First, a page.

Microsoft Silverlight Edition: Programming Windows Phone 7 by Charles PetzoldMicrosoft Silverlight Edition: Programming Windows Phone 7 by Charles Petzold

Microsoft Silverlight Edition: Programming Windows Phone 7

byCharles Petzold

Paperback | December 21, 2010

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NOTE: This book is the printed, Silverlight-focused edition of Programming Windows Phone 7, which is available as a free eBook from the Microsoft Download Center. A Microsoft XNA-focused edition is also available for sale in print (ISBN 978-0-7356-5669-7). The Microsoft eBook covers both Silverlight and XNA in one volume.

Bring your app ideas to life—with guidance from a Windows programming legend

Get started building your own apps and utilities for Windows Phone 7—expertly guided by award-winning author Charles Petzold. Focusing on Silverlight for Windows Phone 7 and the C# language, you'll learn how to extend your existing skills to this new mobile platform—mastering the core tools and techniques you need to get productive quickly. As always, Charles brings a unique combination of pragmatism and inspiration to his instruction—along with a wealth of hands-on examples.

Discover how to:

  • Customize page navigation and layout
  • Know when to use code vs. XAML markup
  • Capture and embed bitmaps, balancing performance issues
  • Support multi-touch input—including tap, drag, flick, and pinch
  • Work with accelerometer and location services
  • Experiment with panoramic and pivot controls
  • Create effects using built-in or custom animations
  • Manage state, tombstoning, data-binding, and storage
  • Write your own templates and custom controls
  • Test-drive your app on Windows Phone Emulator
Get code samples on the Web
  • For system requirements, see the Introduction.
Charles Petzold has been writing about programming for Windows-based operating systems for 24 years. A Microsoft MVP for Client Application Development and a Windows Pioneer Award winner, Petzold is author of the classic Programming Windows, currently in its fifth edition and one of the best-known programming books of all time; the wid...
Title:Microsoft Silverlight Edition: Programming Windows Phone 7Format:PaperbackDimensions:792 pages, 9 × 7.4 × 1.7 inPublished:December 21, 2010Publisher:Pearson EducationLanguage:English

The following ISBNs are associated with this title:

ISBN - 10:0735656673

ISBN - 13:9780735656673


Table of Contents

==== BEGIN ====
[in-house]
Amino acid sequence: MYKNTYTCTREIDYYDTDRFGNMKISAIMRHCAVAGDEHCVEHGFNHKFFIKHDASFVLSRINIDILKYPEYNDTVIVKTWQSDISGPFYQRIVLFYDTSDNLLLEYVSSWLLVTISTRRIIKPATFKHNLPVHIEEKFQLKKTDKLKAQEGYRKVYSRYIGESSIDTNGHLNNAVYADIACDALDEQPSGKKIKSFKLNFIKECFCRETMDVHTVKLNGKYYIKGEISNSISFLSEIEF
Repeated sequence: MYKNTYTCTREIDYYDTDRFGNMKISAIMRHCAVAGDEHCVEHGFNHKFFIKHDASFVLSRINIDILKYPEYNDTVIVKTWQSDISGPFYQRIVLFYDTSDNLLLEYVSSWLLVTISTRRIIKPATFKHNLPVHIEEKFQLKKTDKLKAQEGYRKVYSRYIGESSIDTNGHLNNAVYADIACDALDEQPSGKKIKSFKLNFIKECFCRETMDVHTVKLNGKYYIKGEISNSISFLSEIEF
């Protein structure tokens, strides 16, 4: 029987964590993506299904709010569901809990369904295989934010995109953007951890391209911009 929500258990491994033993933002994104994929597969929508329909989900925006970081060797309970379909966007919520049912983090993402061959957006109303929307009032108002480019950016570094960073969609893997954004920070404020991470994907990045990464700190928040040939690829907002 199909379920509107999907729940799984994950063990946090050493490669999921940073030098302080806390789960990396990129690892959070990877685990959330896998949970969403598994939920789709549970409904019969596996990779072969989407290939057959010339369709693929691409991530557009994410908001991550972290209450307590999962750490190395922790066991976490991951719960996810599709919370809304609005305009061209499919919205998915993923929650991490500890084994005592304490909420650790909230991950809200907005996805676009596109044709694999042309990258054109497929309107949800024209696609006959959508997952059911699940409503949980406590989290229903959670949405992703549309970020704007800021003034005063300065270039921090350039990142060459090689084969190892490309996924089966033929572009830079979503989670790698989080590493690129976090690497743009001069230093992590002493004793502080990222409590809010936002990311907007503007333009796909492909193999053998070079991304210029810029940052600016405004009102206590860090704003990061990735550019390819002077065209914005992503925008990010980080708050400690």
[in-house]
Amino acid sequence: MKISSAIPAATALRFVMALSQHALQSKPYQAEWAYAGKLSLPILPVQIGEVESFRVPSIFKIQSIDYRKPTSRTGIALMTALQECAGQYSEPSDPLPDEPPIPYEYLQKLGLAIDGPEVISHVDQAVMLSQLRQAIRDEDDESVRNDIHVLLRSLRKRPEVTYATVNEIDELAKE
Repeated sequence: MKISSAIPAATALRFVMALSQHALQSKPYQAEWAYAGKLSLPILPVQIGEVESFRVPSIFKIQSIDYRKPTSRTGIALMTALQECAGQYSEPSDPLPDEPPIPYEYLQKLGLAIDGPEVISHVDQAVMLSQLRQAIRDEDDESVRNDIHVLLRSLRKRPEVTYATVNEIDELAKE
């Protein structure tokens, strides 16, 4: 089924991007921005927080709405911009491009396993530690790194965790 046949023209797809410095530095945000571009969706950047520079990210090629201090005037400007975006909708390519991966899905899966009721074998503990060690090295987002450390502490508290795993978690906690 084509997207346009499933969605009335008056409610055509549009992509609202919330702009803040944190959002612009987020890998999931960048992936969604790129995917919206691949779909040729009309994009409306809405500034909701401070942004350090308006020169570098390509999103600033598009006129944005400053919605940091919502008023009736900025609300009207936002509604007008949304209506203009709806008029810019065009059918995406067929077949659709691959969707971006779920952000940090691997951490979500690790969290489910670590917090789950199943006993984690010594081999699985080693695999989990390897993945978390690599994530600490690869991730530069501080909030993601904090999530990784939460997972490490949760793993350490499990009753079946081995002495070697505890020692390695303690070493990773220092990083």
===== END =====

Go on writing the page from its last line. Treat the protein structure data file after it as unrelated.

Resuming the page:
Introduction; Organization; My Assumptions About You; System Requirements; Using the Phone Emulator; Code Samples; Last-Minute Items; The Essential People; Errata & Book Support; We Want to Hear from You; Stay in Touch; Part I: The Basics; Chapter 1: Hello, Windows Phone 7; 1.1 Targeting Windows Phone 7; 1.2 The Hardware Chassis; 1.3 Sensors and Services; 1.4 File | New | Project; 1.5 A First Silverlight Phone Program; 1.6 The Standard Silverlight Files; 1.7 Color Themes; 1.8 Points and Pixels; 1.9 The XAP is a ZIP; 1.10 An XNA Program for the Phone; Chapter 2: Getting Oriented; 2.1 Silverlight and Dynamic Layout; 2.2 Orientation Events; 2.3 XNA Orientation; 2.4 Simple Clocks (Very Simple Clocks); Chapter 3: An Introduction to Touch; 3.1 Low-Level Touch Handling in XNA; 3.2 The XNA Gesture Interface; 3.3 Low-Level Touch Events in Silverlight; 3.4 The Manipulation Events; 3.5 Routed Events; 3.6 Some Odd Behavior?; Chapter 4: Bitmaps, Also Known as Textures; 4.1 XNA Texture Drawing; 4.2 The Silverlight Image Element; 4.3 Images Via the Web; 4.4 Image and ImageSource; 4.5 Loading Local Bitmaps from Code; 4.6 Capturing from the Camera; 4.7 The Phone's Photo Library; Chapter 5: Sensors and Services; 5.1 Accelerometer; 5.2 A Simple Bubble Level; 5.3 Geographic Location; 5.4 Using a Map Service; Chapter 6: Issues in Application Architecture; 6.1 Basic Navigation; 6.2 Passing Data to Pages; 6.3 Sharing Data Among Pages; 6.4 Retaining Data across Instances; 6.5 The Multitasking Ideal; 6.6 Task Switching on the Phone; 6.7 Page State; 6.8 Isolated Storage; 6.9 Xna Tombstoning and Settings; 6.10 Testing and Experimentation; Part II: Silverlight; Chapter 7: XAML Power and Limitations; 7.1 A TextBlock in Code; 7.2 Property Inheritance; 7.3 Property-Element Syntax; 7.4 Colors and Brushes; 7.5 Content and Content Properties; 7.6 The Resources Collection; 7.7 Sharing Brushes; 7.8 x:Key and x:Name; 7.9 An Introduction to Styles; 7.10 Style Inheritance; 7.11 Themes; 7.12 Gradient Accents; Chapter 8: Elements and Properties; 8.1 Basic Shapes; 8.2 Transforms; 8.3 Animating at the Speed of Video; 8.4 Handling Manipulation Events; 8.5 The Border Element; 8.6 TextBlock Properties and Inlines; 8.7 More on Images; 8.8 Playing Movies; 8.9 Modes of Opacity; 8.10 Non-Tiled Tile Brushes; Chapter 9: The Intricacies of Layout; 9.1 The Single-Cell Grid; 9.2 The StackPanel Stack; 9.3 Text Concatenation with StackPanel; 9.4 Nested Panels; 9.5 Visibility and Layout; 9.6 Two ScrollViewer Applications; 9.7 The Mechanism of Layout; 9.8 Inside the Panel; 9.9 A Single-Cell Grid Clone; 9.10 A Custom Vertical StackPanel; 9.11 The Retro Canvas; 9.12 Canvas and ZIndex; 9.13 The Canvas and Touch; 9.14 The Mighty Grid; Chapter 10: The App Bar and Controls; 10.1 ApplicationBar Icons; 10.2 Jot and Application Settings; 10.3 Jot and Touch; 10.4 Jot and the ApplicationBar; 10.5 Elements and Controls; 10.6 RangeBase and Slider; 10.7 The Basic Button; 10.8 The Concept of Content; 10.9 Theme Styles and Precedence; 10.10 The Button Hierarchy; 10.11 Toggling a Stopwatch; 10.12 Buttons and Styles; 10.13 TextBox and Keyboard Input; Chapter 11: Dependency Properties; 11.1 The Problem Illustrated; 11.2 The Dependency Property Difference; 11.3 Deriving from UserControl; 11.4 A New Type of Toggle; 11.5 Panels with Properties; 11.6 Attached Properties; Chapter 12: Data Bindings; 12.1 Source and Target; 12.2 Target and Mode; 12.3 Binding Converters; 12.4 Relative Source; 12.5 The "this" Source; 12.6 Notification Mechanisms; 12.7 A Simple Binding Server; 12.8 Setting the DataContext; 12.9 Simple Decision Making; 12.10 Converters with Properties; 12.11 Give and Take; 12.12 TextBox Binding Updates; Chapter 13: Vector Graphics; 13.1 The Shapes Library; 13.2 Canvas and Grid; 13.3 Overlapping and ZIndex; 13.4 Polylines and Custom Curves; 13.5 Caps, Joins, and Dashes; 13.6 Polygon and Fill; 13.7 The Stretch Property; 13.8 Dynamic Polygons; 13.9 The Path Element; 13.10 Geometries and Transforms; 13.11 Grouping Geometries; 13.12 The Versatile PathGeometry; 13.13 The ArcSegment; 13.14 Bézier Curves; 13.15 The Path Markup Syntax; 13.16 How This Chapter Was Created; Chapter 14: Raster Graphics; 14.1 The Bitmap Class Hierarchy; 14.2 WriteableBitmap and UIElement; 14.3 The Pixel Bits; 14.4 Vector Graphics on a Bitmap; 14.5 Images and Tombstoning; 14.6 Saving to the Picture Library; 14.7 Becoming a Photo Extras Application; Chapter 15: Animations; 15.1 Frame-Based vs. Time-Based; 15.2 Animation Targets; 15.3 Click and Spin; 15.4 Some Variations; 15.5 XAML-Based Animations; 15.6 A Cautionary Tale; 15.7 Key Frame Animations; 15.8 Trigger on Loaded; 15.9 Animating Attached Properties (or Not); 15.10 Splines and Key Frames; 15.11 The Bouncing Ball Problem; 15.12 The Easing Functions; 15.13 Animating Perspective Transforms; 15.14 Animations and Property Precedence; Chapter 16: The Two Templates; 16.1 ContentControl and DataTemplate; 16.2 Examining the Visual Tree; 16.3 ControlTemplate Basics; 16.4 The Visual State Manager; 16.5 Sharing and Reusing Styles and Templates; 16.6 Custom Controls in a Library; 16.7 Variations on the Slider; 16.8 The Ever-Handy Thumb; 16.9 Custom Controls; Chapter 17: Items Controls; 17.1 Items Controls and Visual Trees; 17.2 Customizing Item Displays; 17.3 ListBox Selection; 17.4 Binding to ItemsSource; 17.5 Databases and Business Objects; 17.6 Fun with DataTemplates; 17.7 Sorting; 17.8 Changing the Panel; 17.9 The DataTemplate Bar Chart; 17.10 A Card File Metaphor; Chapter 18: Pivot and Panorama; 18.1 Compare and Contrast; 18.2 Music by Composer; 18.3 The XNA Connection; 18.4 The XNA Music Classes: MediaLibrary; 18.5 Displaying the Albums; 18.6 The XNA Music Classes: MediaPlayer;